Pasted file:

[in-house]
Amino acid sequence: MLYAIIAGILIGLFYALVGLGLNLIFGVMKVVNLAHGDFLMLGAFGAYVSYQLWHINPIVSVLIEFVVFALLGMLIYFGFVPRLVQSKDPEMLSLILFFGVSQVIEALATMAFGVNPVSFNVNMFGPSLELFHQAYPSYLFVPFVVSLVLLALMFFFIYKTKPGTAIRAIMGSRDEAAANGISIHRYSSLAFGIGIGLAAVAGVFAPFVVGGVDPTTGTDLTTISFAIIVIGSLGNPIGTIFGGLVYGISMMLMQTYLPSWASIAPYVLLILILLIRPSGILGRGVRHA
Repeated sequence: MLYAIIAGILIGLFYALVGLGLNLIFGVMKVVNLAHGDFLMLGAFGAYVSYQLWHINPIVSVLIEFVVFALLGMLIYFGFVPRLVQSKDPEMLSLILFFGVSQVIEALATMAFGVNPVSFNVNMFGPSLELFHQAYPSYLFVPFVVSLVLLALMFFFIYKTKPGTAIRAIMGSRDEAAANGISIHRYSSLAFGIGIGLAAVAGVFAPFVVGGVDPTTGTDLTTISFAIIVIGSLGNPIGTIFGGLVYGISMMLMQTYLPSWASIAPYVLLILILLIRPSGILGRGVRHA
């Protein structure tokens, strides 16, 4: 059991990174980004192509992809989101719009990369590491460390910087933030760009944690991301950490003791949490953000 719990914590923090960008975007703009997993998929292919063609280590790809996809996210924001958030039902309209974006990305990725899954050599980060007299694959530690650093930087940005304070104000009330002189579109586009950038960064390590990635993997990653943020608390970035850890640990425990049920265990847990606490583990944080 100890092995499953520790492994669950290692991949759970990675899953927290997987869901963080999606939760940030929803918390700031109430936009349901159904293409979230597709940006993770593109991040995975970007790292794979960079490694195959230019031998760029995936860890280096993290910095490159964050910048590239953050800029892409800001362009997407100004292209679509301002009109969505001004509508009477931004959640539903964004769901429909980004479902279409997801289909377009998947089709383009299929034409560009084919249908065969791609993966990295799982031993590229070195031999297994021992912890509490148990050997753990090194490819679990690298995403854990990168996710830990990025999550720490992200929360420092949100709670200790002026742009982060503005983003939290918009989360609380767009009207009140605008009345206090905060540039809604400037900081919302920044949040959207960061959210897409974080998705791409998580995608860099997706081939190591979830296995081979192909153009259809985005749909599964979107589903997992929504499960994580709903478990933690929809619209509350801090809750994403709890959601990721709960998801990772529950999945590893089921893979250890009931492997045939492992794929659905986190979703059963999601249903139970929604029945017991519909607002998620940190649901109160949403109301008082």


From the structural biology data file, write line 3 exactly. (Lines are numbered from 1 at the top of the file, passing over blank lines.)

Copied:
Repeated sequence: MLYAIIAGILIGLFYALVGLGLNLIFGVMKVVNLAHGDFLMLGAFGAYVSYQLWHINPIVSVLIEFVVFALLGMLIYFGFVPRLVQSKDPEMLSLILFFGVSQVIEALATMAFGVNPVSFNVNMFGPSLELFHQAYPSYLFVPFVVSLVLLALMFFFIYKTKPGTAIRAIMGSRDEAAANGISIHRYSSLAFGIGIGLAAVAGVFAPFVVGGVDPTTGTDLTTISFAIIVIGSLGNPIGTIFGGLVYGISMMLMQTYLPSWASIAPYVLLILILLIRPSGILGRGVRHA